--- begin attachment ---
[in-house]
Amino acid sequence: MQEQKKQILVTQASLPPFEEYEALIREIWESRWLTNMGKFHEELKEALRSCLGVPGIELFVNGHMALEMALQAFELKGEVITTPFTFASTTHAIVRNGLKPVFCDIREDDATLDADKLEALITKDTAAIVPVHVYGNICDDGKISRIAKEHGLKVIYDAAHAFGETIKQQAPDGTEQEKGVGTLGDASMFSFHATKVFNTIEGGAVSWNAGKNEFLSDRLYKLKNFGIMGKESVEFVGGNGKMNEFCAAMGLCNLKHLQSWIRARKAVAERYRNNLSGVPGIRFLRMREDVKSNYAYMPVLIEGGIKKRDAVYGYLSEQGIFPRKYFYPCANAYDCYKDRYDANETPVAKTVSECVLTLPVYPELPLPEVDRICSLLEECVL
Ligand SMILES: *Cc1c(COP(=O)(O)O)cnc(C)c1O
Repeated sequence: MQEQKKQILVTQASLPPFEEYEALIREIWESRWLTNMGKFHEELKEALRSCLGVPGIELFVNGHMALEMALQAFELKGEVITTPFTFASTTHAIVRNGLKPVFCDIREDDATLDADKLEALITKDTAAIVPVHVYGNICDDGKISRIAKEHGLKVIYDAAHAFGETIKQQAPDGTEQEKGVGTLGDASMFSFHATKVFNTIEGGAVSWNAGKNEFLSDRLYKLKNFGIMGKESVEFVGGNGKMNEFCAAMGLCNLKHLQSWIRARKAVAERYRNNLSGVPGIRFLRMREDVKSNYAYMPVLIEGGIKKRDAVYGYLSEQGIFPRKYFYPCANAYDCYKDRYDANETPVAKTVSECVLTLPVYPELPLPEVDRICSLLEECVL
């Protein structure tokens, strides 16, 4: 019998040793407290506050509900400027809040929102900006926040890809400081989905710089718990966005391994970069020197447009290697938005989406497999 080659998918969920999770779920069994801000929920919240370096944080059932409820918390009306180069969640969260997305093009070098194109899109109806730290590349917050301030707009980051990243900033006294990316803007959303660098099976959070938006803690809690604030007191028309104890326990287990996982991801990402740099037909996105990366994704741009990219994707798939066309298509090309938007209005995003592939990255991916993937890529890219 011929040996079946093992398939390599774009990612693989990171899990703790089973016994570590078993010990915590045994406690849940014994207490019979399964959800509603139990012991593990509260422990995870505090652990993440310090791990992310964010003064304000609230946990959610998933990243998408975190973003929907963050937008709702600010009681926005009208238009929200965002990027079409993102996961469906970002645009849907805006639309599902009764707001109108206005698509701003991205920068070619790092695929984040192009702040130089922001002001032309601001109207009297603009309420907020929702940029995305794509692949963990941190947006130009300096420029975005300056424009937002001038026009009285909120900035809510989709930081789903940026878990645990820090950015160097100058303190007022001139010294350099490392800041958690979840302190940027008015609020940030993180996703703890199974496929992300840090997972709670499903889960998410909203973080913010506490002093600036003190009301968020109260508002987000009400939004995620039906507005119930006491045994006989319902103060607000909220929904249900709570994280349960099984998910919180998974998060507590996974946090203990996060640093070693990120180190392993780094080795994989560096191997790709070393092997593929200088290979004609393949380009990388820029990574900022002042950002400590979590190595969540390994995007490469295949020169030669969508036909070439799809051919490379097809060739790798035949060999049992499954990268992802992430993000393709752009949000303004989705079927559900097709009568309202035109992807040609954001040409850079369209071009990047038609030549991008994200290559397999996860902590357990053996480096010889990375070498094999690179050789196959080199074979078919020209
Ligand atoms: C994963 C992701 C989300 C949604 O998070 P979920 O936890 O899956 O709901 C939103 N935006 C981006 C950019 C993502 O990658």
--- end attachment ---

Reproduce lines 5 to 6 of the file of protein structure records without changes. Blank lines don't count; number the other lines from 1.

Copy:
């Protein structure tokens, strides 16, 4: 019998040793407290506050509900400027809040929102900006926040890809400081989905710089718990966005391994970069020197447009290697938005989406497999 080659998918969920999770779920069994801000929920919240370096944080059932409820918390009306180069969640969260997305093009070098194109899109109806730290590349917050301030707009980051990243900033006294990316803007959303660098099976959070938006803690809690604030007191028309104890326990287990996982991801990402740099037909996105990366994704741009990219994707798939066309298509090309938007209005995003592939990255991916993937890529890219 011929040996079946093992398939390599774009990612693989990171899990703790089973016994570590078993010990915590045994406690849940014994207490019979399964959800509603139990012991593990509260422990995870505090652990993440310090791990992310964010003064304000609230946990959610998933990243998408975190973003929907963050937008709702600010009681926005009208238009929200965002990027079409993102996961469906970002645009849907805006639309599902009764707001109108206005698509701003991205920068070619790092695929984040192009702040130089922001002001032309601001109207009297603009309420907020929702940029995305794509692949963990941190947006130009300096420029975005300056424009937002001038026009009285909120900035809510989709930081789903940026878990645990820090950015160097100058303190007022001139010294350099490392800041958690979840302190940027008015609020940030993180996703703890199974496929992300840090997972709670499903889960998410909203973080913010506490002093600036003190009301968020109260508002987000009400939004995620039906507005119930006491045994006989319902103060607000909220929904249900709570994280349960099984998910919180998974998060507590996974946090203990996060640093070693990120180190392993780094080795994989560096191997790709070393092997593929200088290979004609393949380009990388820029990574900022002042950002400590979590190595969540390994995007490469295949020169030669969508036909070439799809051919490379097809060739790798035949060999049992499954990268992802992430993000393709752009949000303004989705079927559900097709009568309202035109992807040609954001040409850079369209071009990047038609030549991008994200290559397999996860902590357990053996480096010889990375070498094999690179050789196959080199074979078919020209
Ligand atoms: C994963 C992701 C989300 C949604 O998070 P979920 O936890 O899956 O709901 C939103 N935006 C981006 C950019 C993502 O990658």